The GOP trouble with courting Hispanics is bigger than ever.
Four years ago in Iowa, Republican caucus-goers chose illegal immigration as the most important issue facing the country. The issue of how to deal with over 10 million unauthorized immigrants is not yet playing a cerntral role in the 2012 GOP race, but fresh numbers from the Pew Hispanic Center reveal that Republicans have made little progress since 2008 in courting a fast-growing Hispanic voting bloc, two-thirds of whom voted for Barack Obama last time around.
In their basic political party identification — the continental plates of American politics — 67 percent of Hispanics identify with or lean toward the Democratic Party, compared with 20 percent who lean toward Republicans. The 47-point Democratic advantage is larger than at any point in more than a decade of polls, including 2008, when 26 percent of Hispanics sided with the Republican Party. As we noted in the Washington Post yesterday, Obama leads Republican frontrunner Mitt Romney by a 68 percent to 23 percent margin among Hispanic voters in a hypothetical general election match-up.
The stakes for Republicans to increase their share of the Hispanic vote are high. The percentage of whites in the electorate dropped from 89 percent in 1972 to 74 percent in 2008, but John McCain received 90 percent of his support from whites. With more than eight in 10 black voters supporting the Democratic nominee in every recent election, Hispanic voters are key to expanding Republican support among the growing non-white population.
In both size and rate it’s an extremely significant sector: The Hispanic population grew from 35 to 50 million in the past ten years according to census data, four times the pace of the overall public. Today, about one in six Americans of all ages is Hispanic. Hispanics made up more than four in ten New Mexico voters in 2008 and may count for more than one in six voters in Florida, Arizona, and Nevada in 2012 according to Matt Barreto of Latino Decisions, all swing states that could play a decisive role.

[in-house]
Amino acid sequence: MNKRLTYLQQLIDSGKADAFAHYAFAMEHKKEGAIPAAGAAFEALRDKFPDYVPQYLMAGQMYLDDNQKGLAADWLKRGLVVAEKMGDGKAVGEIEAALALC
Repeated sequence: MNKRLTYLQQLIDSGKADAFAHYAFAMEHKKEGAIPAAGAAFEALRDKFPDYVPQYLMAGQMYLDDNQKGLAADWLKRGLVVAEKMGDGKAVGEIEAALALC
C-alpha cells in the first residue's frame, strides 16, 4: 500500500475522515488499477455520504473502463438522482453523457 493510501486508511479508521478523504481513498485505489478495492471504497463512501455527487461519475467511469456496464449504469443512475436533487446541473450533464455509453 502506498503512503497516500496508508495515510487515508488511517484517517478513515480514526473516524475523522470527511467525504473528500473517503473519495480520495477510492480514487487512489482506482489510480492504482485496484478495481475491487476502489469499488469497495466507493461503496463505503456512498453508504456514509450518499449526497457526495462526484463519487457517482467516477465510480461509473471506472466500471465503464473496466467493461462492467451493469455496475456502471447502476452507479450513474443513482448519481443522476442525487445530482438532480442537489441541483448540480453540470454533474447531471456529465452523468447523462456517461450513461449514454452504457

Despite Republicans losing the Hispanic vote in every presidential election going back to 1972, Hispanic views on abortion, religion, immigrant deportations, and jobs offer potential avenues to winning Republicans support. Hispanics express greater opposition to abortion than the public overall, and over six in 10 say religion is very important in their lives, compared with about half of all those who lean Democratic and just over four in ten white Democrats.
Heightened unemployment among Hispanics — over 11 percent in recent government data — also might be a point of weakness for Obama. Nearly all Hispanic voters in the Pew poll said jobs are an important issue to them in the 2012 election, with half calling it “extremely important.”
Obama’s record high deportation rates have also spurned Hispanics. Nearly six in ten Hispanics in the new Pew survey disapprove of Obama’s handling of immigrant deportations. Even so, no Republican candidates have called for fewer deportations, and Mitt Romney’s heated rhetoric on illegal immigration has gained wide attention in the Hispanic media, which could weaken appeals in a general election.
While most Hispanics say stricter border security and enforcement of current laws are important in dealing with illegal immigration, about nine in ten support allowing young adults who were brought to the U.S. illegally to become legal residents if they go to college or serve a term in the military.
The wide Democratic advantage among Hispanics may help Obama in 2012, but much of their electoral clout has yet to be realized, due both to lower eligibility and turnout rates. Only two in three adult Hispanics are eligible to vote, compared with over nine in ten of all Americans. Even among those who are eligible, a mere 50 percent cast a ballot in 2008, compared with 65 percent of blacks and 66 percent of whites. As a result, the share of Hispanic voters in the electorate is increasing at a slower rate than the size of the Hispanic population overall.
Uri Friedman is deputy managing editor at Foreign Policy. Before joining FP, he reported for the Christian Science Monitor, worked on corporate strategy for Atlantic Media, helped launch the Atlantic Wire, and covered international affairs for the site. A proud native of Philadelphia, Pennsylvania, he studied European history at the University of Pennsylvania and has lived in Barcelona, Spain and Geneva, Switzerland.| Passport |